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Stroke. 2004 Apr;35(4):998-1004. Epub 2004 Mar 4.

Focal cerebral ischemia induces active proteases that degrade microvascular matrix.

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Department of Molecular and Experimental Medicine, The Scripps Research Institute, La Jolla, Calif 92037, USA.



Focal cerebral ischemia causes microvessel matrix degradation and generates proteases known to degrade this matrix. However, proof that the proteases generated do indeed degrade vascular matrix is lacking. Here we demonstrate that active proteases derived from ischemic tissue after middle cerebral artery occlusion (MCAO) and transferred to normal tissue can degrade vascular matrix.


In an ex vivo bioassay, the effects of supernatants from ischemic and normal basal ganglia of nonhuman primates, proteases, and control buffer on the immunoreactivity of vascular matrix constituents in normal brain tissue sections were quantified. Protease families were identified with specific inhibitors.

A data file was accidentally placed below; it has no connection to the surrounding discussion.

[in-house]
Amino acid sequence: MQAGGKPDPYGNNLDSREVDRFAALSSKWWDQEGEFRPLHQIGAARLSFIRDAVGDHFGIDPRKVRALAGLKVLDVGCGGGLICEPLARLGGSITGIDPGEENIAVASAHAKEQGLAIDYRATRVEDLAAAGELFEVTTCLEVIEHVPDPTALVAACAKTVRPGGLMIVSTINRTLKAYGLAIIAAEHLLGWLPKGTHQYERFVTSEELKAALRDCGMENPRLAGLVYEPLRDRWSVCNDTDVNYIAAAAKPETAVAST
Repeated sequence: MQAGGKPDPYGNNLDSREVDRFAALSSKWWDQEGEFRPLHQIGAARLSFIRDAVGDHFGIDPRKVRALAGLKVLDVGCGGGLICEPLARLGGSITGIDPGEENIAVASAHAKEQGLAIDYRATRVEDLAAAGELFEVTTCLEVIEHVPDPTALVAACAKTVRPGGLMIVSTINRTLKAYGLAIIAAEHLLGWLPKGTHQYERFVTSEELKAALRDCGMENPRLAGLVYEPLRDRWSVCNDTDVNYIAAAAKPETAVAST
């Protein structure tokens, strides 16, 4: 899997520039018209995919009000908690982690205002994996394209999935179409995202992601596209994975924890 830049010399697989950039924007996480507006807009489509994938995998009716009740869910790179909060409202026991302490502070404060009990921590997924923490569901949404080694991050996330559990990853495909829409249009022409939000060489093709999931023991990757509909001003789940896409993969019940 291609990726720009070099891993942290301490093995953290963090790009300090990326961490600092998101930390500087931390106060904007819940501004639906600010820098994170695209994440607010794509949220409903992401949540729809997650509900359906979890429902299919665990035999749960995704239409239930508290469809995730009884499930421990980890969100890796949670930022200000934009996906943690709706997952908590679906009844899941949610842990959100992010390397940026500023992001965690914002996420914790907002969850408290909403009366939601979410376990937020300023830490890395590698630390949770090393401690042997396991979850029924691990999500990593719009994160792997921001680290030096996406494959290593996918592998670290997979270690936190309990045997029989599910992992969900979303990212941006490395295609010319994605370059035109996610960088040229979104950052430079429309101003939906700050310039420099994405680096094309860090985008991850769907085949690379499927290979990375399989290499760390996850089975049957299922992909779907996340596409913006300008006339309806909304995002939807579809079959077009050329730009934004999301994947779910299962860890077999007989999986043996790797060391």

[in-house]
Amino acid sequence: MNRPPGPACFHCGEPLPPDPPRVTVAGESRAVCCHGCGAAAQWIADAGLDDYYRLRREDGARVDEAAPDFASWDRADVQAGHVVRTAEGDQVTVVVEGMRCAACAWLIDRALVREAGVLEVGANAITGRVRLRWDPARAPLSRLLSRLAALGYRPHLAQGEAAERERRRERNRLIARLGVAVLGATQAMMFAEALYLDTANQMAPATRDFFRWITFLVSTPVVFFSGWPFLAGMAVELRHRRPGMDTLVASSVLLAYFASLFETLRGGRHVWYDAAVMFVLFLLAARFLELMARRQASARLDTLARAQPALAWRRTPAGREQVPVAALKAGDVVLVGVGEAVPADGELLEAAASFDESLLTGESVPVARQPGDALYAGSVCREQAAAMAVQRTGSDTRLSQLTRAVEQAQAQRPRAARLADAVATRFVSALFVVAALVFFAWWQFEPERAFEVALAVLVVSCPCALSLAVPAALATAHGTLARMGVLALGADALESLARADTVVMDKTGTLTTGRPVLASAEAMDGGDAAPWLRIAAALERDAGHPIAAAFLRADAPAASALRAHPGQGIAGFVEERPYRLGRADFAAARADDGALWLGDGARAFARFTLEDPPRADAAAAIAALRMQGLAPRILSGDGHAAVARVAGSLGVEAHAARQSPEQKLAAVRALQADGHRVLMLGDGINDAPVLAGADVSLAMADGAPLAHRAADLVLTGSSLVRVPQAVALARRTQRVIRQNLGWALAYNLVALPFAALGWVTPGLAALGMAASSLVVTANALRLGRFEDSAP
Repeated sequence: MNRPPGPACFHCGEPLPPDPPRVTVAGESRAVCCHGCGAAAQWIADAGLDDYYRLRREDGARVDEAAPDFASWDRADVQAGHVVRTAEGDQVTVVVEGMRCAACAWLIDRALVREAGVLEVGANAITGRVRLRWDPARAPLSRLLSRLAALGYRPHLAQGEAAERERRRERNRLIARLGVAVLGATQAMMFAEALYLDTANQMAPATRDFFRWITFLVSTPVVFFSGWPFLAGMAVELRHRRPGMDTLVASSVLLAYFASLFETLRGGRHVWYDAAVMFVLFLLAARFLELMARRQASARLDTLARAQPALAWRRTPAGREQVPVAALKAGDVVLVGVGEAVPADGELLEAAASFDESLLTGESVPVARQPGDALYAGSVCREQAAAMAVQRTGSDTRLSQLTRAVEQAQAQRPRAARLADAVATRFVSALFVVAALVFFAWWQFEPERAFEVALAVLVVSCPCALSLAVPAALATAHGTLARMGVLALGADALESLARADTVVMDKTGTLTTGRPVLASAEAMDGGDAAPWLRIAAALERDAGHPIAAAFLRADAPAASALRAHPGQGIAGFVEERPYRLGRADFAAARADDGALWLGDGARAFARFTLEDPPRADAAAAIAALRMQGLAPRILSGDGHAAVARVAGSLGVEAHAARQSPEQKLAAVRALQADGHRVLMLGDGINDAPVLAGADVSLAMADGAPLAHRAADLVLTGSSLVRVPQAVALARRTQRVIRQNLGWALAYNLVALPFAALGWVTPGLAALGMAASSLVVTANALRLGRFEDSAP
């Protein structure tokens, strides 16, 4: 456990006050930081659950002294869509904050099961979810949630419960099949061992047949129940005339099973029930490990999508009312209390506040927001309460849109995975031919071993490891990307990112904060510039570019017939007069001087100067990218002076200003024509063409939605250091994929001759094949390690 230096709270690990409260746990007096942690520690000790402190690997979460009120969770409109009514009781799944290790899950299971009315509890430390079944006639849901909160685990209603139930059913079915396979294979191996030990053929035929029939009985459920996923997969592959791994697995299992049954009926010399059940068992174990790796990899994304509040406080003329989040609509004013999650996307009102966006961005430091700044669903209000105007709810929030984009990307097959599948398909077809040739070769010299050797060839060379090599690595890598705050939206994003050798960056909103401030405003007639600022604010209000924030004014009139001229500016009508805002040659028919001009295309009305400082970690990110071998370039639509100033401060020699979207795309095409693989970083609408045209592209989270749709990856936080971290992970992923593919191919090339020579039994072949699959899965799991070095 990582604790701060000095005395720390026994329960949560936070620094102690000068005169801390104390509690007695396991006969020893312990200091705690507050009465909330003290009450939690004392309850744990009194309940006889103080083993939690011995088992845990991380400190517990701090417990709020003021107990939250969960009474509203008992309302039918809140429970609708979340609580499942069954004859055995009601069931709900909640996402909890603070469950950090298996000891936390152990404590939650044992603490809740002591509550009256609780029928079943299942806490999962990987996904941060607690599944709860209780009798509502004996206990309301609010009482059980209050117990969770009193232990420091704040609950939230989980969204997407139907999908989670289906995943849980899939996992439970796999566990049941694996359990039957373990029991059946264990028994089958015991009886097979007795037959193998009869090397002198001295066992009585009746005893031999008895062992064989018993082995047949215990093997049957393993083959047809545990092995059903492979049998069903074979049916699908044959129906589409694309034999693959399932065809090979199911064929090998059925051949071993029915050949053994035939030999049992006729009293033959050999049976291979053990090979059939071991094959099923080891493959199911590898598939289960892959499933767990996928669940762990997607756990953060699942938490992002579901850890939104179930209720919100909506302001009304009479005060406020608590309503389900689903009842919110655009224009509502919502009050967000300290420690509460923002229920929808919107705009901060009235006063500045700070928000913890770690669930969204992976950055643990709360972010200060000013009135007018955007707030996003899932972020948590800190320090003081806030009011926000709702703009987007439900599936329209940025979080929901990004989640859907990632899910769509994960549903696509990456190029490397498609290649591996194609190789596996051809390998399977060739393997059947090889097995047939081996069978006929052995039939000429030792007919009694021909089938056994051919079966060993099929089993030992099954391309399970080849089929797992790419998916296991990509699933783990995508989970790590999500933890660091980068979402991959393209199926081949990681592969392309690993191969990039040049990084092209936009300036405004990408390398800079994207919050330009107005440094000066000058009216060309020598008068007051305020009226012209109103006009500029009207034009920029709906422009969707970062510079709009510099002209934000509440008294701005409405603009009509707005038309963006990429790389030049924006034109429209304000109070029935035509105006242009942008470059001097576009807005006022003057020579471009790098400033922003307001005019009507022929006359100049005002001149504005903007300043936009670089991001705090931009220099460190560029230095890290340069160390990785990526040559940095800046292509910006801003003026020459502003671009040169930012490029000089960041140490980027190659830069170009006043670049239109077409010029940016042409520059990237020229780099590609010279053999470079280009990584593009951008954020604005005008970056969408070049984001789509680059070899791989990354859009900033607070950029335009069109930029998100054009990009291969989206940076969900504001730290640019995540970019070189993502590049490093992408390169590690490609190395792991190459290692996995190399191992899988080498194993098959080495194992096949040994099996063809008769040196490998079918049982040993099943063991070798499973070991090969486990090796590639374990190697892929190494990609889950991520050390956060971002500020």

Plasmin, active matrix metalloproteinase (MMP)-2, and active MMP-9 significantly reduced microvessel-associated collagen, laminin, and heparan sulfate proteoglycans (HSPG). The vascular HSPG perlecan was more sensitive than collagen or laminin in the bioassay and in the ischemic core 2 hours after MCAO. Two-hour and 7-day ischemic tissue samples significantly degraded matrix perlecan and collagen. Inhibitor studies confirmed that while active MMPs were generated, active cysteine proteases significantly degraded microvessel perlecan. The cysteine proteases cathepsins B and L were generated in the microvasculature and adjacent neurons or glial cells 2 hours after MCAO and decreased perlecan in the bioassay.


This is the first direct evidence that active proteases are generated in ischemic cerebral tissues that are acutely responsible for vascular matrix degradation. Degradation of vascular perlecan, the most sensitive matrix component thus far identified, may be due to cathepsins B and L, generated very rapidly after MCAO.

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